Reproduction: Gaboon adders are ovoviviparous. Ovoviviparity means that the young develop within an egg, and are nourished by the egg yolk, but instead of being incubated externally, the eggs are retained within the organisms body until they are ready to hatch. The average litter size is between 15-47 young. Litters of 63 young have been recorded on several occasions.
The young measure between 23-37cm (9.05-14.5in).
The gestation period in this species may take up to 12 months although some records show a gestation period over 10 months.
Mating usually occurs in spring with the young being born in late summer.
Males engage in ritualised combat,and only the dominant males mate with the females.
Diet: Prey items usually consists of large rodents and sometimes birds.
Small antelope and even monkeys have been documented as prey items for larger specimens.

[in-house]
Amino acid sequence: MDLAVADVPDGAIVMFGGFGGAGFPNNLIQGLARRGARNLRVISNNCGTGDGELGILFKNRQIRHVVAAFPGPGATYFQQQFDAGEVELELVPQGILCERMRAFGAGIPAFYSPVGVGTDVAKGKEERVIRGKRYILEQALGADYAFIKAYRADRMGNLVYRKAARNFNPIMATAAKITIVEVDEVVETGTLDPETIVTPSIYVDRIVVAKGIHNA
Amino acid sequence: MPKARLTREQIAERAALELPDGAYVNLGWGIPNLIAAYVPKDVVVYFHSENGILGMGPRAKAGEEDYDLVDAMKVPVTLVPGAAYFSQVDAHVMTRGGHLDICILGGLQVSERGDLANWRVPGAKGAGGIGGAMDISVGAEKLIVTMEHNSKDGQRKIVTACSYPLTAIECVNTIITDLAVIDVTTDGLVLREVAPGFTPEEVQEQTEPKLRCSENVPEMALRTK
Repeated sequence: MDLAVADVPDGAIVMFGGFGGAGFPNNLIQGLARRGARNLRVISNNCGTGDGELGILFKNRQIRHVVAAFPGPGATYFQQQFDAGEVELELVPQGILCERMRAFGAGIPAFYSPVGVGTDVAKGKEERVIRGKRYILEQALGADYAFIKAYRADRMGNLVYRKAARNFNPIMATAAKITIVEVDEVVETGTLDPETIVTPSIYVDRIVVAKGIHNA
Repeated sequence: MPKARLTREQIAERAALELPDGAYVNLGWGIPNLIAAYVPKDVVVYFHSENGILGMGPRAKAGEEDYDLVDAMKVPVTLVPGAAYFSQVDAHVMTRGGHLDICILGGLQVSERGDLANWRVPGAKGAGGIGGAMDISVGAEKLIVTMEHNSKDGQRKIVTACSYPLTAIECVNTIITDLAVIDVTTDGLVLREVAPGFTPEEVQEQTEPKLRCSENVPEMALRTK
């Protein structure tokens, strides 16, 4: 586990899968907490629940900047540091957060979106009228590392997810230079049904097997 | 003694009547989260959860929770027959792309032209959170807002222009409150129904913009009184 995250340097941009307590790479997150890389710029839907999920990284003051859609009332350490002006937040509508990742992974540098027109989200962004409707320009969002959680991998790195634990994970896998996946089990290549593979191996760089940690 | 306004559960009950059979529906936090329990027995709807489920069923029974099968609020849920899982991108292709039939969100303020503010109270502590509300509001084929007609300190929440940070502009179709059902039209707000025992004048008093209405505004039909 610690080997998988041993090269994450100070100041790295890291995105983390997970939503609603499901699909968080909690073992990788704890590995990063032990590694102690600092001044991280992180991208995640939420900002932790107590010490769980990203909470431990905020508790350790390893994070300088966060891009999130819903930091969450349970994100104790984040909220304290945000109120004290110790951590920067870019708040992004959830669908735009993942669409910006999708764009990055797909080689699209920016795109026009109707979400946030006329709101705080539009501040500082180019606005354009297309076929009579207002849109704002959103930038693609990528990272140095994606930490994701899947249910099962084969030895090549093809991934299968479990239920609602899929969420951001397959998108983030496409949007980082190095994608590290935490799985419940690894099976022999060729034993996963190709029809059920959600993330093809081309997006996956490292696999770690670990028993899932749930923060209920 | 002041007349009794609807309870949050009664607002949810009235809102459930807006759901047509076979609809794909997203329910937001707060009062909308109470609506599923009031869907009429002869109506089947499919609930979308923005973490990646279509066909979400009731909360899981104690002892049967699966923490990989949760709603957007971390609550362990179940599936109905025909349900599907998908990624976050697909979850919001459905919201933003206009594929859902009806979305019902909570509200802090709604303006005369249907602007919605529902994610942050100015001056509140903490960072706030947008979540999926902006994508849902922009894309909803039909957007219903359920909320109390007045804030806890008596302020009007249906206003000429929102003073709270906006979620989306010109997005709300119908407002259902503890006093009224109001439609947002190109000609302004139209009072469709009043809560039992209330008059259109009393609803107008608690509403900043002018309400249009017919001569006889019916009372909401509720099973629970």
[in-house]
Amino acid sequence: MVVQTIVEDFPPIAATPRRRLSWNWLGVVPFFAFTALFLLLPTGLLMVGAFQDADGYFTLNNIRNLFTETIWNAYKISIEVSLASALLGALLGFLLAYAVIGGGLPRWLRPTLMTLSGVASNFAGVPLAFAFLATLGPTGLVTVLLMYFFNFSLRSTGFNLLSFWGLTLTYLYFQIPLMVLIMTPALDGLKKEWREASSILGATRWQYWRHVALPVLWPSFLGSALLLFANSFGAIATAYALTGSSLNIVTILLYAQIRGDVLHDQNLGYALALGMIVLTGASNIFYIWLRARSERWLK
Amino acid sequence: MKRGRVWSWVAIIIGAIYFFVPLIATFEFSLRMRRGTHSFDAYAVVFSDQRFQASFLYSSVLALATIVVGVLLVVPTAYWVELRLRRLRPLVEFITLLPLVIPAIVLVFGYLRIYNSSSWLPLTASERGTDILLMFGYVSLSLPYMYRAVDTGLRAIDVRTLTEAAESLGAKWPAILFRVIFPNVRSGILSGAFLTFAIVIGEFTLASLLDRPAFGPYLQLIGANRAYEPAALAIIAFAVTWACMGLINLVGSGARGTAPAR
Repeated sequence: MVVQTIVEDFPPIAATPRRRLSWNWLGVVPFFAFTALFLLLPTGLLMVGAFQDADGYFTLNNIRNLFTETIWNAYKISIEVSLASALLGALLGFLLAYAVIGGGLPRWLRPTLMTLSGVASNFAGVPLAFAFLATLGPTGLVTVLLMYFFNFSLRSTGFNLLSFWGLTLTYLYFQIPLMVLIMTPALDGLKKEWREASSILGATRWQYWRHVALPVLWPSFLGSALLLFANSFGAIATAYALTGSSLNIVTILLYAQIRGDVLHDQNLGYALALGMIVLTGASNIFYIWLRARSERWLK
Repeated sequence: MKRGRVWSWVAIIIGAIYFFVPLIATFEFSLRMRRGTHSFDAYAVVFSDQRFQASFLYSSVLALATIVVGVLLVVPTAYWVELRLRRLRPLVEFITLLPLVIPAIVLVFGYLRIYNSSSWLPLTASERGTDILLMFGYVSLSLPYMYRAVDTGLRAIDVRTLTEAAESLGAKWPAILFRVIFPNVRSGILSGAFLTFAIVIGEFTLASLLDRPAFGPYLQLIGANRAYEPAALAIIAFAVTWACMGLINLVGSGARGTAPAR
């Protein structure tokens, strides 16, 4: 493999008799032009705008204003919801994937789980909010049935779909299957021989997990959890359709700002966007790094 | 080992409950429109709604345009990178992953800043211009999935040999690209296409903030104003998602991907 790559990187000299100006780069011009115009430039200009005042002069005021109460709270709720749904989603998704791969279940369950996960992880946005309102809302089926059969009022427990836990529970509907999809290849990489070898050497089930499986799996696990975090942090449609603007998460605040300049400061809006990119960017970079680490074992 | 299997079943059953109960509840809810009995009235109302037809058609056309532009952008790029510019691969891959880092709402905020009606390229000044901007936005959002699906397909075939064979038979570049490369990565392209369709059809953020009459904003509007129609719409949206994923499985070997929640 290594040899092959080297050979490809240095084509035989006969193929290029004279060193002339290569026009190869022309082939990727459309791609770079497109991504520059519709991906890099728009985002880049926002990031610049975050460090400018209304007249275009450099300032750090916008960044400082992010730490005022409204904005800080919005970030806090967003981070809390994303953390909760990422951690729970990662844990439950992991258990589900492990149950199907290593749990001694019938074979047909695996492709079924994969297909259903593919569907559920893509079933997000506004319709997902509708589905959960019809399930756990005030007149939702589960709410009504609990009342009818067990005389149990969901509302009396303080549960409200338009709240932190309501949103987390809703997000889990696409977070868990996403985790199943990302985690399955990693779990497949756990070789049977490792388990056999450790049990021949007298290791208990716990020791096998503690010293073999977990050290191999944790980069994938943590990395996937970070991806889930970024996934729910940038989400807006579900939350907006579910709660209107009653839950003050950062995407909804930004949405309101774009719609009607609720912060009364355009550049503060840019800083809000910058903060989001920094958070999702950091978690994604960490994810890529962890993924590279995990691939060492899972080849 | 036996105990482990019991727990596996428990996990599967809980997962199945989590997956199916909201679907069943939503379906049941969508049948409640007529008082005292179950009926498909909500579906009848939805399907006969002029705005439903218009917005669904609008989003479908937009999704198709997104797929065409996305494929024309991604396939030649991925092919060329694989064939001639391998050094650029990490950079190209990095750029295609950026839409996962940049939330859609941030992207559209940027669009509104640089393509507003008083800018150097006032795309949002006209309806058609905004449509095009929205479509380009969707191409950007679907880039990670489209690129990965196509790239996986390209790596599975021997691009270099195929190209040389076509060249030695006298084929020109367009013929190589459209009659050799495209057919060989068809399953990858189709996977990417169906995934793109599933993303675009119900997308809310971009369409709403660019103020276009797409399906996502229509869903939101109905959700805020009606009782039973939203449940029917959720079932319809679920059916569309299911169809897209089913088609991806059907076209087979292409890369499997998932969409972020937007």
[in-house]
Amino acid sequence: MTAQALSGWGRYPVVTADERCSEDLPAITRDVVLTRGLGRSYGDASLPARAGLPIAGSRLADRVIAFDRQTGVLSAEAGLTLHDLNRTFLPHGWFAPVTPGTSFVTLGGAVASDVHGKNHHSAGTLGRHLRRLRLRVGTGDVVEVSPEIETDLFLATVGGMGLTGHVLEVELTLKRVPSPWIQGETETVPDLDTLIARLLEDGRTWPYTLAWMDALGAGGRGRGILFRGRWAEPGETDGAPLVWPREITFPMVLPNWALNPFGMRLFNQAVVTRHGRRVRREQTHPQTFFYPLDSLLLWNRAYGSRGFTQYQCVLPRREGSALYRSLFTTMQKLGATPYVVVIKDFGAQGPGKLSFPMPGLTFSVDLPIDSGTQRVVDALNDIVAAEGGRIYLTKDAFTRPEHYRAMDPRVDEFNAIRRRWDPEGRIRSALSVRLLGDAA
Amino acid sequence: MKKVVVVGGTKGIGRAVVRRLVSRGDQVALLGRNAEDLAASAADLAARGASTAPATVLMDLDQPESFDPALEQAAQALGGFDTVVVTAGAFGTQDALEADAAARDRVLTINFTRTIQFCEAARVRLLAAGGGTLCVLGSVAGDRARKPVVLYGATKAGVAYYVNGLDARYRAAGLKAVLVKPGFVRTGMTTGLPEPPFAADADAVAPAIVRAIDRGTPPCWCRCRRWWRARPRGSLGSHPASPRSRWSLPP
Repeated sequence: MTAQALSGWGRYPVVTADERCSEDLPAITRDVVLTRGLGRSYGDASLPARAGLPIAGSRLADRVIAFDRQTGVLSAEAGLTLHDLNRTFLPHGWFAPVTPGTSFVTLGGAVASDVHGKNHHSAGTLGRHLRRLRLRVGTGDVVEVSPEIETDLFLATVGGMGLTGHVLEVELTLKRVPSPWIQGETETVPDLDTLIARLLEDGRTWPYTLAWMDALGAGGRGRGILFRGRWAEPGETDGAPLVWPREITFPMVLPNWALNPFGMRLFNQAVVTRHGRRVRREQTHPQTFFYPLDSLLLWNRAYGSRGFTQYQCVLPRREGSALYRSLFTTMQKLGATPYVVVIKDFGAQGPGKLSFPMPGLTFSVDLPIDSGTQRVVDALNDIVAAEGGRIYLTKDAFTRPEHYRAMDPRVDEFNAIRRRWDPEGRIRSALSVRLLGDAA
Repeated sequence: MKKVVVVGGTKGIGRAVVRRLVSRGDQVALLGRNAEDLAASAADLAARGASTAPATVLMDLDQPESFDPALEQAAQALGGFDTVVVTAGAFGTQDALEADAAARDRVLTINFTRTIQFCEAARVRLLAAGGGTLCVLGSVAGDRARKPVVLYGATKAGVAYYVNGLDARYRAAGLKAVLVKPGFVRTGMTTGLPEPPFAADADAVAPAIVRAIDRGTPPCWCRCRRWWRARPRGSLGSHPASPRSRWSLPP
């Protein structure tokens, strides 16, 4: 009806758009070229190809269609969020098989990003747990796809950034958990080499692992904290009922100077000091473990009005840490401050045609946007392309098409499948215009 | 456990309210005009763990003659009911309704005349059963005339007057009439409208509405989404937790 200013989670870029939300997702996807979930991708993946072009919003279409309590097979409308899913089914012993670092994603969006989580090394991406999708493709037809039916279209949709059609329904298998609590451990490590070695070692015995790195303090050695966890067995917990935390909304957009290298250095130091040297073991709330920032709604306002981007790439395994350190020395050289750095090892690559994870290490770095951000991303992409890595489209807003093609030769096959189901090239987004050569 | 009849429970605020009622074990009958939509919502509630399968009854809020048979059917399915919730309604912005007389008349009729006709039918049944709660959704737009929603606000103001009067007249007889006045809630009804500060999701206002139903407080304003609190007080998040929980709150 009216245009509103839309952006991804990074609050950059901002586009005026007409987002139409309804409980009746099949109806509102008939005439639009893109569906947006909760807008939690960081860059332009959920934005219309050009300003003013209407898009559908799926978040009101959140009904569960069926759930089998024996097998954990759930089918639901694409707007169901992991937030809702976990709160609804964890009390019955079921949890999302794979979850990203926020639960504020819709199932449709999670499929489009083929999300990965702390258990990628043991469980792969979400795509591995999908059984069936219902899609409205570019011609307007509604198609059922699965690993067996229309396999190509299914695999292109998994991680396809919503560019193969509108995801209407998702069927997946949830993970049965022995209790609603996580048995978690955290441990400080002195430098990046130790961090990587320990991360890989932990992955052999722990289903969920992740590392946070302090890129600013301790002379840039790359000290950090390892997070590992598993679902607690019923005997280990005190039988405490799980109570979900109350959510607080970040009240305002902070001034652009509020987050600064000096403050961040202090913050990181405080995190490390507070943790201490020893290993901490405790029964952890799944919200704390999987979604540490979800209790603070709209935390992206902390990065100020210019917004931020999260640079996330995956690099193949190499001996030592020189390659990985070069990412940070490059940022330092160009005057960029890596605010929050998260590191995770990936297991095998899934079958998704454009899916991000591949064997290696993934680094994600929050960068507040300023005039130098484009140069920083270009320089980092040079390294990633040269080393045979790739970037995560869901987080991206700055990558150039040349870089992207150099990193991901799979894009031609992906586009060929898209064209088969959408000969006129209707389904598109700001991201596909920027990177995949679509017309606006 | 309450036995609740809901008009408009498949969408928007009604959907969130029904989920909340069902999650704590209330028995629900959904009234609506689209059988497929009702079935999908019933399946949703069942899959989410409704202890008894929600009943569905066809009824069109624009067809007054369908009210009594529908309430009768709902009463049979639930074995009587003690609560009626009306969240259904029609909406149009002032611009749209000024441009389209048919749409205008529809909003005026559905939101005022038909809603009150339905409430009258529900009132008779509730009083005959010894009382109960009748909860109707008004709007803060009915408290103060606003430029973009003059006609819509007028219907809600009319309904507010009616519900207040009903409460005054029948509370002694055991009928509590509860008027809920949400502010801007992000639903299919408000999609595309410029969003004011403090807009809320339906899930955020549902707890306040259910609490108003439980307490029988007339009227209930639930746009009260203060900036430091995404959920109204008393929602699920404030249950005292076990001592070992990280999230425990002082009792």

As with the Puff adder this species does not actively hunt, but rather lies in ambush and waits for prey to come within striking distance. Prey items are seldom gripped, instead, once envenomated, the prey is released and later "tracked" by smell.
Subspecies: Two subspecies are currently recognised: East African Gaboon adder Bitis gabonica gabonica, and the West African Gaboon adder Bitis gabonica rhinoceros
IUCN Red LIst : Not evaluated.
CITES : No special status